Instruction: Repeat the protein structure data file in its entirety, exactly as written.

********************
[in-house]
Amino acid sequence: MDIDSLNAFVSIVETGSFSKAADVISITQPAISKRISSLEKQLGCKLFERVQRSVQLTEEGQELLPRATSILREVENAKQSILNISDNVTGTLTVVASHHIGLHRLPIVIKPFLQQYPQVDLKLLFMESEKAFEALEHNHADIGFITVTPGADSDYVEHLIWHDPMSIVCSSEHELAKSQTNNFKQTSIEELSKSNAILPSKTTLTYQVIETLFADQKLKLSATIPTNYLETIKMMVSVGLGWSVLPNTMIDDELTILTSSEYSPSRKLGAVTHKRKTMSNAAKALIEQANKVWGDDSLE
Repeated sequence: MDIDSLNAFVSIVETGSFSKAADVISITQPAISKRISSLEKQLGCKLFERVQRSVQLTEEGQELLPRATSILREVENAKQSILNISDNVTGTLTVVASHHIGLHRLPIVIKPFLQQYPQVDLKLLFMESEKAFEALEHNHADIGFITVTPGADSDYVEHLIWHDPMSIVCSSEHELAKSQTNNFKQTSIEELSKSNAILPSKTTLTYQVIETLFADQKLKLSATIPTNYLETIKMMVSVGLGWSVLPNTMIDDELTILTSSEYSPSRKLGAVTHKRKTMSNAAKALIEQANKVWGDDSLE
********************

[in-house]
Amino acid sequence: MDIDSLNAFVSIVETGSFSKAADVISITQPAISKRISSLEKQLGCKLFERVQRSVQLTEEGQELLPRATSILREVENAKQSILNISDNVTGTLTVVASHHIGLHRLPIVIKPFLQQYPQVDLKLLFMESEKAFEALEHNHADIGFITVTPGADSDYVEHLIWHDPMSIVCSSEHELAKSQTNNFKQTSIEELSKSNAILPSKTTLTYQVIETLFADQKLKLSATIPTNYLETIKMMVSVGLGWSVLPNTMIDDELTILTSSEYSPSRKLGAVTHKRKTMSNAAKALIEQANKVWGDDSLE
Repeated sequence: MDIDSLNAFVSIVETGSFSKAADVISITQPAISKRISSLEKQLGCKLFERVQRSVQLTEEGQELLPRATSILREVENAKQSILNISDNVTGTLTVVASHHIGLHRLPIVIKPFLQQYPQVDLKLLFMESEKAFEALEHNHADIGFITVTPGADSDYVEHLIWHDPMSIVCSSEHELAKSQTNNFKQTSIEELSKSNAILPSKTTLTYQVIETLFADQKLKLSATIPTNYLETIKMMVSVGLGWSVLPNTMIDDELTILTSSEYSPSRKLGAVTHKRKTMSNAAKALIEQANKVWGDDSLE